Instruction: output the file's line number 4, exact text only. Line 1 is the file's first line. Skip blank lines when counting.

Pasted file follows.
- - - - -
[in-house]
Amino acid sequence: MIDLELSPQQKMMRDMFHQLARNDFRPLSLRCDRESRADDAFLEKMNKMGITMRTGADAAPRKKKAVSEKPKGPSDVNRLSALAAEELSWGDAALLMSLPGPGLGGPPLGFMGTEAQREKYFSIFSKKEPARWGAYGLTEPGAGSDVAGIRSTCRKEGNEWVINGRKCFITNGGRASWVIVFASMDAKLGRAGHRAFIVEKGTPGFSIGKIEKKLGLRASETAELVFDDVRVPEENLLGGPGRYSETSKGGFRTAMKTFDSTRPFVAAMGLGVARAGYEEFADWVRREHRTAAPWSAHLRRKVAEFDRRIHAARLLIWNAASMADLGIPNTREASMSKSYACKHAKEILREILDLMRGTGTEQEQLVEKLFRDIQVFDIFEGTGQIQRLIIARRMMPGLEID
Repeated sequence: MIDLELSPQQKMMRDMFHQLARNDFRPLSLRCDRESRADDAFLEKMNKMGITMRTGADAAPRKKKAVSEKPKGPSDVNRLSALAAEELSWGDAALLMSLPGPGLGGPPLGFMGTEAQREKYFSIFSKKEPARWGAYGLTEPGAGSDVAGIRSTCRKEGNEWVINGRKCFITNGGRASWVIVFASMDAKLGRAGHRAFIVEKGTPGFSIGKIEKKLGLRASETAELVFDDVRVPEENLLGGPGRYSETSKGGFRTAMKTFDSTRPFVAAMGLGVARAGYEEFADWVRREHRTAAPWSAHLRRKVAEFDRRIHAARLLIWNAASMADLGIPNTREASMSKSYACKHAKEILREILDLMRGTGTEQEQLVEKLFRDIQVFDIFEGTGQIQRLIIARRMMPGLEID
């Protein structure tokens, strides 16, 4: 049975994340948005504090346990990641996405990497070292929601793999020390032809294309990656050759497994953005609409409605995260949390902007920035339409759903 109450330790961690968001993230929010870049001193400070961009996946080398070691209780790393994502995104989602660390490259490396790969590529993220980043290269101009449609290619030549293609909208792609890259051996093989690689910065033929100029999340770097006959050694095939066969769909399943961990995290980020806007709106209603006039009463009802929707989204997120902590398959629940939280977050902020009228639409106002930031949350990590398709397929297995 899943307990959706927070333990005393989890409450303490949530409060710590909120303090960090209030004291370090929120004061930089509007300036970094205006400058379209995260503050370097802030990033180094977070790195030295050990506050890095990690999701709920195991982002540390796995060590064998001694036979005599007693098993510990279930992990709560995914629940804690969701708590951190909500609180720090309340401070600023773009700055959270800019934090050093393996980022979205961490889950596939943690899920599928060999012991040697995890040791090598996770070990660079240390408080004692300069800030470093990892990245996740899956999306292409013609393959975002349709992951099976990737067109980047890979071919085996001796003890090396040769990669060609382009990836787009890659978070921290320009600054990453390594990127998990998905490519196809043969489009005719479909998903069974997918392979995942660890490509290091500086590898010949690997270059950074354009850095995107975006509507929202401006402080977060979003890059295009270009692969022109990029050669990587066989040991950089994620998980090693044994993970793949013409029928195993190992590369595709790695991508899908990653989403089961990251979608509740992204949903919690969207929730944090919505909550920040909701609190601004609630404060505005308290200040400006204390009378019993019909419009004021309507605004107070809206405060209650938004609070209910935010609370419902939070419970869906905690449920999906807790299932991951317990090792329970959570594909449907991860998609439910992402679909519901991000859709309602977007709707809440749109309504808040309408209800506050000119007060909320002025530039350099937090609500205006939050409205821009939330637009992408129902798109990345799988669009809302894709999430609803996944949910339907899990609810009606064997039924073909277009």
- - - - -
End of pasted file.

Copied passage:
């Protein structure tokens, strides 16, 4: 049975994340948005504090346990990641996405990497070292929601793999020390032809294309990656050759497994953005609409409605995260949390902007920035339409759903 109450330790961690968001993230929010870049001193400070961009996946080398070691209780790393994502995104989602660390490259490396790969590529993220980043290269101009449609290619030549293609909208792609890259051996093989690689910065033929100029999340770097006959050694095939066969769909399943961990995290980020806007709106209603006039009463009802929707989204997120902590398959629940939280977050902020009228639409106002930031949350990590398709397929297995 899943307990959706927070333990005393989890409450303490949530409060710590909120303090960090209030004291370090929120004061930089509007300036970094205006400058379209995260503050370097802030990033180094977070790195030295050990506050890095990690999701709920195991982002540390796995060590064998001694036979005599007693098993510990279930992990709560995914629940804690969701708590951190909500609180720090309340401070600023773009700055959270800019934090050093393996980022979205961490889950596939943690899920599928060999012991040697995890040791090598996770070990660079240390408080004692300069800030470093990892990245996740899956999306292409013609393959975002349709992951099976990737067109980047890979071919085996001796003890090396040769990669060609382009990836787009890659978070921290320009600054990453390594990127998990998905490519196809043969489009005719479909998903069974997918392979995942660890490509290091500086590898010949690997270059950074354009850095995107975006509507929202401006402080977060979003890059295009270009692969022109990029050669990587066989040991950089994620998980090693044994993970793949013409029928195993190992590369595709790695991508899908990653989403089961990251979608509740992204949903919690969207929730944090919505909550920040909701609190601004609630404060505005308290200040400006204390009378019993019909419009004021309507605004107070809206405060209650938004609070209910935010609370419902939070419970869906905690449920999906807790299932991951317990090792329970959570594909449907991860998609439910992402679909519901991000859709309602977007709707809440749109309504808040309408209800506050000119007060909320002025530039350099937090609500205006939050409205821009939330637009992408129902798109990345799988669009809302894709999430609803996944949910339907899990609810009606064997039924073909277009």